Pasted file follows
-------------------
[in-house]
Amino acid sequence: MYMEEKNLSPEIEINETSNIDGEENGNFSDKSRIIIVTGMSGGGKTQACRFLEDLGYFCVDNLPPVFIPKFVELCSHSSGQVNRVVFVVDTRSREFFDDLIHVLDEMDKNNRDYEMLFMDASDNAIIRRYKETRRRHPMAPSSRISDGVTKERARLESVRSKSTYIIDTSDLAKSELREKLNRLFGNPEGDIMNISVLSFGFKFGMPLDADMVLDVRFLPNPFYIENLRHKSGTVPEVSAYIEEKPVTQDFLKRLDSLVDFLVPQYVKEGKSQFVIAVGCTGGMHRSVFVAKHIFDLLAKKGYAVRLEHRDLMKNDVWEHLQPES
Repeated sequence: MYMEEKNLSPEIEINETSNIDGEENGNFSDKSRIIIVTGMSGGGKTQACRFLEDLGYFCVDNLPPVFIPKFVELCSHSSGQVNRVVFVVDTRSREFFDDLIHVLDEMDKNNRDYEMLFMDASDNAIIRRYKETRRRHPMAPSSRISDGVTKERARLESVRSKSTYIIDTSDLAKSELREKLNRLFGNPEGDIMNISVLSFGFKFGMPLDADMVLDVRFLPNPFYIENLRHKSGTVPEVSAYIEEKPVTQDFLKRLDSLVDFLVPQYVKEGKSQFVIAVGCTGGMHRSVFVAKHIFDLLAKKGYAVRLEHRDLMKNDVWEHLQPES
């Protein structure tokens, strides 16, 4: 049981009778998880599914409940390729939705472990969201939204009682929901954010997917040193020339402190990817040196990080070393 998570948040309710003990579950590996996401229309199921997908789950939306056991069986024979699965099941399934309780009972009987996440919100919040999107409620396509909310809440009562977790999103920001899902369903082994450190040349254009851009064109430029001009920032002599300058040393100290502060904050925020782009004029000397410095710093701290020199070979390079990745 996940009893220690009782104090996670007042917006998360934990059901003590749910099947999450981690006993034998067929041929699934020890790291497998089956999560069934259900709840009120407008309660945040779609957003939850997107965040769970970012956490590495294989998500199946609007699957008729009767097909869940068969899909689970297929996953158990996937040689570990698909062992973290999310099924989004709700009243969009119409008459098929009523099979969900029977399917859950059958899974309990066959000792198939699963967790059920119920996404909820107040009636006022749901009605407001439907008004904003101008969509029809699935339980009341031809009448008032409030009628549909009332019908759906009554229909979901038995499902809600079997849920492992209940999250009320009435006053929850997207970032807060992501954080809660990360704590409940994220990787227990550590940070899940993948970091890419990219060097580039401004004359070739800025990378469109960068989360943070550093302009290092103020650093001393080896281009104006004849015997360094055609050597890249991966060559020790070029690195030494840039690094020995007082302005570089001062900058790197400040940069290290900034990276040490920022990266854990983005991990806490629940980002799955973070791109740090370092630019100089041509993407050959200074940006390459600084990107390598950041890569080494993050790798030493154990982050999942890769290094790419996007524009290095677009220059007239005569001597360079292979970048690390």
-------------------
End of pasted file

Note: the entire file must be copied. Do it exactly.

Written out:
[in-house]
Amino acid sequence: MYMEEKNLSPEIEINETSNIDGEENGNFSDKSRIIIVTGMSGGGKTQACRFLEDLGYFCVDNLPPVFIPKFVELCSHSSGQVNRVVFVVDTRSREFFDDLIHVLDEMDKNNRDYEMLFMDASDNAIIRRYKETRRRHPMAPSSRISDGVTKERARLESVRSKSTYIIDTSDLAKSELREKLNRLFGNPEGDIMNISVLSFGFKFGMPLDADMVLDVRFLPNPFYIENLRHKSGTVPEVSAYIEEKPVTQDFLKRLDSLVDFLVPQYVKEGKSQFVIAVGCTGGMHRSVFVAKHIFDLLAKKGYAVRLEHRDLMKNDVWEHLQPES
Repeated sequence: MYMEEKNLSPEIEINETSNIDGEENGNFSDKSRIIIVTGMSGGGKTQACRFLEDLGYFCVDNLPPVFIPKFVELCSHSSGQVNRVVFVVDTRSREFFDDLIHVLDEMDKNNRDYEMLFMDASDNAIIRRYKETRRRHPMAPSSRISDGVTKERARLESVRSKSTYIIDTSDLAKSELREKLNRLFGNPEGDIMNISVLSFGFKFGMPLDADMVLDVRFLPNPFYIENLRHKSGTVPEVSAYIEEKPVTQDFLKRLDSLVDFLVPQYVKEGKSQFVIAVGCTGGMHRSVFVAKHIFDLLAKKGYAVRLEHRDLMKNDVWEHLQPES
């Protein structure tokens, strides 16, 4: 049981009778998880599914409940390729939705472990969201939204009682929901954010997917040193020339402190990817040196990080070393 998570948040309710003990579950590996996401229309199921997908789950939306056991069986024979699965099941399934309780009972009987996440919100919040999107409620396509909310809440009562977790999103920001899902369903082994450190040349254009851009064109430029001009920032002599300058040393100290502060904050925020782009004029000397410095710093701290020199070979390079990745 996940009893220690009782104090996670007042917006998360934990059901003590749910099947999450981690006993034998067929041929699934020890790291497998089956999560069934259900709840009120407008309660945040779609957003939850997107965040769970970012956490590495294989998500199946609007699957008729009767097909869940068969899909689970297929996953158990996937040689570990698909062992973290999310099924989004709700009243969009119409008459098929009523099979969900029977399917859950059958899974309990066959000792198939699963967790059920119920996404909820107040009636006022749901009605407001439907008004904003101008969509029809699935339980009341031809009448008032409030009628549909009332019908759906009554229909979901038995499902809600079997849920492992209940999250009320009435006053929850997207970032807060992501954080809660990360704590409940994220990787227990550590940070899940993948970091890419990219060097580039401004004359070739800025990378469109960068989360943070550093302009290092103020650093001393080896281009104006004849015997360094055609050597890249991966060559020790070029690195030494840039690094020995007082302005570089001062900058790197400040940069290290900034990276040490920022990266854990983005991990806490629940980002799955973070791109740090370092630019100089041509993407050959200074940006390459600084990107390598950041890569080494993050790798030493154990982050999942890769290094790419996007524009290095677009220059007239005569001597360079292979970048690390």